Appsian’s Executive Director for Security Solutions, Greg Wendt, appears in the latest episode of Brilliance Security Magazine Podcast. The focus of the conversation between Greg and host Steven Bowcut is legacy ERP data security and compliance. Their wide-ranging conversation also includes some of the potential security risks associated with legacy applications, what companies can do to protect sensitive data in a post-COVID world, and thoughts on the possibility of a federal data privacy law.
Listen to the full episode here:
Legacy ERP applications were initially designed to give users easy access to data and business processes. They were never designed to meet the demands of today’s remote access requirements, let alone provide the security necessary to protect ERP data from internal or external threats.
While there is no silver bullet for comprehensive ERP data security and compliance, Greg recommends that organizations deploy a multi-layered security model to determine who should access what data and when.
ERP data security and compliance are going to have an interesting couple of years. Currently, there isn’t a federal data privacy law. A couple of states implemented their own, with California’s CCPA being the most notable, and more than a dozen other states have laws on the docket. The last thing we need is 50 different state data privacy laws. Greg’s “prediction” is that we’ll soon have a federal law, which will drastically affect some of the compliance requirements.
To learn more about how a multi-layered security approach can protect your ERP data from internal and external threats, contact the security experts at Appsian today.
While the majority of data breaches are from insider threats—a startling 57% according to the Verizon Insider Threat Report—many organizations overlook these internal dangers. Whether careless or malicious, employee, partner, or contractor, insider threats are difficult to spot and often go undetected in your ERP system for months or years.
Insider threats can be particularly dangerous for organizations using legacy ERP systems, such as SAP, PeopleSoft, and Oracle EBS. The primary issue is that most security teams struggle to determine the difference between regular user activity and anomalous activity indicating an insider attack. What makes insider threats especially dangerous is that insiders usually know how to find and access sensitive data and sometimes have a privileged (or over-privileged) account.
5 Types of Insider Threats in Your ERP System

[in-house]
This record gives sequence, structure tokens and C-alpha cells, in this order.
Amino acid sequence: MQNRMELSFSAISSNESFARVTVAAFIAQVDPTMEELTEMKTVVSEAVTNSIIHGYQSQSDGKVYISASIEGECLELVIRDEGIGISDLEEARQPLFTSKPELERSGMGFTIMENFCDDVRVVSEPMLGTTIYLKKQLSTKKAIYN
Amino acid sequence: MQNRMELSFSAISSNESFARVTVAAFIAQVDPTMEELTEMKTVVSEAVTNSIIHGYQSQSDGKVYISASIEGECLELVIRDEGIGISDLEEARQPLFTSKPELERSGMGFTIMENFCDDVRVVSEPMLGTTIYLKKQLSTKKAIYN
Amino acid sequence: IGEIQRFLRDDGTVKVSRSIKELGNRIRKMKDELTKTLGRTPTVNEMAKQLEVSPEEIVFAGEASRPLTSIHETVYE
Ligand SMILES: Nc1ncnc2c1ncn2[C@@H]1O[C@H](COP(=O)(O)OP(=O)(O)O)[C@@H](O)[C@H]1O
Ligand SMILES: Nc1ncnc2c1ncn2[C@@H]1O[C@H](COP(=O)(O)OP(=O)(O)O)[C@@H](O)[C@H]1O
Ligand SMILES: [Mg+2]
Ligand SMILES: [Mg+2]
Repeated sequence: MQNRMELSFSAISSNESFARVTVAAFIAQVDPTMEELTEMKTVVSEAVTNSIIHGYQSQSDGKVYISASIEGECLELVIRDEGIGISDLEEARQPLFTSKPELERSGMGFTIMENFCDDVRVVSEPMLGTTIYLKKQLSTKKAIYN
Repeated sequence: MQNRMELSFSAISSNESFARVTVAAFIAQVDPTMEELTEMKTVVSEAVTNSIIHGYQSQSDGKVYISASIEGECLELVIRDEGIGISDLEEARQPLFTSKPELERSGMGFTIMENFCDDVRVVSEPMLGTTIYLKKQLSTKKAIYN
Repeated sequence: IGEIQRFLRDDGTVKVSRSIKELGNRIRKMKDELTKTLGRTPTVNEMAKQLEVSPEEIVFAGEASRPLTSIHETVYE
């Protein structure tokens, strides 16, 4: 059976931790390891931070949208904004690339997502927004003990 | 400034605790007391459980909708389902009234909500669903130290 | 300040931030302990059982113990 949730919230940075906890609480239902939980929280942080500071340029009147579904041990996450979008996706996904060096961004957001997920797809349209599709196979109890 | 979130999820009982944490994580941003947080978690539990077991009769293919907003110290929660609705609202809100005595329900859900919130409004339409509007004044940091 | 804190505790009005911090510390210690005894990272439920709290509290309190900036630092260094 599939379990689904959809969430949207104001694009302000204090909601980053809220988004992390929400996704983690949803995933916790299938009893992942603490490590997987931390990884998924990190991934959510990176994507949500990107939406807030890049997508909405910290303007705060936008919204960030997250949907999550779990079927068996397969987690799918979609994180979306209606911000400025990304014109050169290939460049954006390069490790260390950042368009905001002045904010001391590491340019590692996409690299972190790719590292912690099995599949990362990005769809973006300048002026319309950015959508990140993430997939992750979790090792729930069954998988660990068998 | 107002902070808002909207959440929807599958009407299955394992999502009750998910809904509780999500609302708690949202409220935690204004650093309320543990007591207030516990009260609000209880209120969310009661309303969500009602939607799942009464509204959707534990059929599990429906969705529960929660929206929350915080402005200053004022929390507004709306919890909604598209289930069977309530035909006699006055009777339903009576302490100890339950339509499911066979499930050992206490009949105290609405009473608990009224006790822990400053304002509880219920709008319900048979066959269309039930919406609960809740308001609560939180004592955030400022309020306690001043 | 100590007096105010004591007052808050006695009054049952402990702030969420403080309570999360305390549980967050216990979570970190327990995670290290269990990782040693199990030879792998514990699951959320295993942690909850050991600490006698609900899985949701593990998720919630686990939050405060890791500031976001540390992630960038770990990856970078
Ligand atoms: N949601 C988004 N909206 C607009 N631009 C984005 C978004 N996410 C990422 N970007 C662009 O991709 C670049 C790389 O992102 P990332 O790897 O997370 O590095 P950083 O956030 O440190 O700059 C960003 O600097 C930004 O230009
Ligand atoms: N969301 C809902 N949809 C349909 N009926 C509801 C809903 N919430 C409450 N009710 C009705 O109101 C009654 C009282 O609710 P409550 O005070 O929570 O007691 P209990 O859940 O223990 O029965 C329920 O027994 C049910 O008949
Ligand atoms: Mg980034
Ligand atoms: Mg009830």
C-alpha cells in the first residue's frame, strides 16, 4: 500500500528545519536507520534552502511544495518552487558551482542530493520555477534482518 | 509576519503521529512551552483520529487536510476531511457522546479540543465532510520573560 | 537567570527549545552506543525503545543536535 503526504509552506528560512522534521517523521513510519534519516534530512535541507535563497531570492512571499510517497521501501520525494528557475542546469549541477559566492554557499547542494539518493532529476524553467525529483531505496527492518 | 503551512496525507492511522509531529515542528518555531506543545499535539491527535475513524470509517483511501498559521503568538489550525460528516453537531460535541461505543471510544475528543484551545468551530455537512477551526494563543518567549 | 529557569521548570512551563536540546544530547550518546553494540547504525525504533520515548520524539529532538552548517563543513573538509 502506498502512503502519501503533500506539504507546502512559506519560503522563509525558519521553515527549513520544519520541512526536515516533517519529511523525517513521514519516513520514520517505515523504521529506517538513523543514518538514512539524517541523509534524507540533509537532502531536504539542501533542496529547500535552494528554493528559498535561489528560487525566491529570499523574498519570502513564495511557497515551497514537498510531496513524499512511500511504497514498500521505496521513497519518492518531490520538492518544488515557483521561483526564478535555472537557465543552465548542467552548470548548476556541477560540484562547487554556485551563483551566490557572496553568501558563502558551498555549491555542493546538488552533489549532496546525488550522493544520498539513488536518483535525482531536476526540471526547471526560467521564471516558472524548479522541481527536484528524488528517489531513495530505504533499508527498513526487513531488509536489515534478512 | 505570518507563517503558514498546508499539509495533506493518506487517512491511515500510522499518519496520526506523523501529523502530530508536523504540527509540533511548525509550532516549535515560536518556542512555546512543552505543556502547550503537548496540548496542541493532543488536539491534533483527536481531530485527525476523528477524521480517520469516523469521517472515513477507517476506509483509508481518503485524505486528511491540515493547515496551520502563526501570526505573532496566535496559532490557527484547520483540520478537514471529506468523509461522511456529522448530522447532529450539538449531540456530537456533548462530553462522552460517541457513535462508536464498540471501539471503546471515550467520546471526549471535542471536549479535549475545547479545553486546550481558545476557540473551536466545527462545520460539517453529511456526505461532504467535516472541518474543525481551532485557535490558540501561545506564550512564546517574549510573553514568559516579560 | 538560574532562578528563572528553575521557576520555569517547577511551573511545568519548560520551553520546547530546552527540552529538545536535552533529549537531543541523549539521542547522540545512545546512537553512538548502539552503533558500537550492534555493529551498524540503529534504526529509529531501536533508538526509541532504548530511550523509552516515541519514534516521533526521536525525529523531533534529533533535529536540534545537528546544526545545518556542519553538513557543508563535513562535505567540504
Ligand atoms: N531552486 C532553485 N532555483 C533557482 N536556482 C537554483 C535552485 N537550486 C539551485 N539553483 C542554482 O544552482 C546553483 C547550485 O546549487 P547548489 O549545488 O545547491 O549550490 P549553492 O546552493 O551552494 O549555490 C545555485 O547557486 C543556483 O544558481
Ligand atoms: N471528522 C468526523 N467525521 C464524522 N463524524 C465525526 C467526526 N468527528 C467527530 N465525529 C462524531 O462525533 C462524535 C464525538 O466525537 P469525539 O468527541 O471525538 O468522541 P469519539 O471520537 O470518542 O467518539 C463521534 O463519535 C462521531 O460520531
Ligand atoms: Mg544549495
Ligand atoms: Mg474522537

First, a quick refresh: An insider threat occurs when the insider (user) maliciously or unintentionally misuses their access to negatively affect or harm the business. Not all insiders are disgruntled employees, and their motivations, intent, and access levels vary. Regardless of who they are, an insider who is intentionally or unintentionally violating a business or security policy can inflict plenty of damage.
Insider threats come in all shapes and sizes and display different behaviors you can leverage for detection and prevention. Here are five categories of insider threats that our ERP customers are most likely to encounter: The Careless Worker, the Arrogant Insider, the Disgruntled Employee, the Malicious Insider, and the Irresponsible Vendor.
The Careless Worker
These are employees or partners whose actions are inappropriate as opposed to malicious. They will unintentionally break acceptable use policies, mishandle data, and install unauthorized applications, etc. The Careless Worker ignores security awareness training and best practices, making them likely to be the one that falls for a phishing scam and having their account compromised by a hacker.
The Arrogant Insider
Arrogant Insiders are employees who do not act with malicious intent but believe they are exempt from security policies. They will take deliberate and potentially harmful actions, such as using unapproved workarounds or transferring potentially sensitive information to cloud storage accounts for easy access. These actions leave vulnerable data and resources unserved and vulnerable to hackers.
The Disgruntled Employee
A Disgruntled Employee is not happy or feels disrespected in some way and willfully disregards data privacy and security protocols to commit deliberate sabotage or intellectual property theft. For example, using access to leak executive compensation data and cause negative publicity. Disgruntled Employees are especially dangerous and probably the hardest ones to detect because they have elevated levels of privilege.
The Malicious Insider
The Malicious Insider is an actor with access to corporate assets who uses existing privileges to exfiltrate data or commit other malicious acts with the goal of financial rewards or further personal gains. A Malicious Insider can result from a compromised account caused by a Careless Worker or a Disgruntled Employee who has gone beyond accessing intellectual property and into theft or fraud.